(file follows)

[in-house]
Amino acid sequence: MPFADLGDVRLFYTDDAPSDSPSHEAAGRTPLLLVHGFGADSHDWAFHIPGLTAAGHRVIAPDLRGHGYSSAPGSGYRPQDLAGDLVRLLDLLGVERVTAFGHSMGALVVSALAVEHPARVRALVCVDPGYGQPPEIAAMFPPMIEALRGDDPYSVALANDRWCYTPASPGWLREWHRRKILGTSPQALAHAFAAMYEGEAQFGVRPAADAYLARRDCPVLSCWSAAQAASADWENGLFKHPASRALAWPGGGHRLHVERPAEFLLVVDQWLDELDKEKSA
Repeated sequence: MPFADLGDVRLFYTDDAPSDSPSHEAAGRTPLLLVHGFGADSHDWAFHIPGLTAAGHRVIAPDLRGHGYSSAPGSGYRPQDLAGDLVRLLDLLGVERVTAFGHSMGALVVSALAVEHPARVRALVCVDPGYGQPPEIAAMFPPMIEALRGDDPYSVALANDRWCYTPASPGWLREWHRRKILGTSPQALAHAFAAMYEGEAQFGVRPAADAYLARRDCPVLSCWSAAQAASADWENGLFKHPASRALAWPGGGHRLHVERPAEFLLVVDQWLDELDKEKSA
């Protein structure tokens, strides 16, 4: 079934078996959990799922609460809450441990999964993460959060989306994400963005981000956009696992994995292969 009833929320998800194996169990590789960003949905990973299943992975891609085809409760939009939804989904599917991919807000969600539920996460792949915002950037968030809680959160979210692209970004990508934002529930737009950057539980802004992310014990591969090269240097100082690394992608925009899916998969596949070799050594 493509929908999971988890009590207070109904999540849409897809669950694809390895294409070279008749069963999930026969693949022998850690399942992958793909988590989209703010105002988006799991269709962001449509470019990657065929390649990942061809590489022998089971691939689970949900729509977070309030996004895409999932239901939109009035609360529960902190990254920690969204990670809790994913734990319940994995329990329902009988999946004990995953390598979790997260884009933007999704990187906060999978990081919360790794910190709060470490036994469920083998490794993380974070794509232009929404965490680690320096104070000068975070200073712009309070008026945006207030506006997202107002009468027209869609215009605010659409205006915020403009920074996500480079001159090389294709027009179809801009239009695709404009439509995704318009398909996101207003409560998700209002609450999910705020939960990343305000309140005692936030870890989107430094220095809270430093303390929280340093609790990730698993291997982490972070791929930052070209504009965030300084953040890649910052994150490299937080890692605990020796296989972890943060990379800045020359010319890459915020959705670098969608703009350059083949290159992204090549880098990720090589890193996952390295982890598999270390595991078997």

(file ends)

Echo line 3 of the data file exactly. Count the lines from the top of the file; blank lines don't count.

Repeated sequence: MPFADLGDVRLFYTDDAPSDSPSHEAAGRTPLLLVHGFGADSHDWAFHIPGLTAAGHRVIAPDLRGHGYSSAPGSGYRPQDLAGDLVRLLDLLGVERVTAFGHSMGALVVSALAVEHPARVRALVCVDPGYGQPPEIAAMFPPMIEALRGDDPYSVALANDRWCYTPASPGWLREWHRRKILGTSPQALAHAFAAMYEGEAQFGVRPAADAYLARRDCPVLSCWSAAQAASADWENGLFKHPASRALAWPGGGHRLHVERPAEFLLVVDQWLDELDKEKSA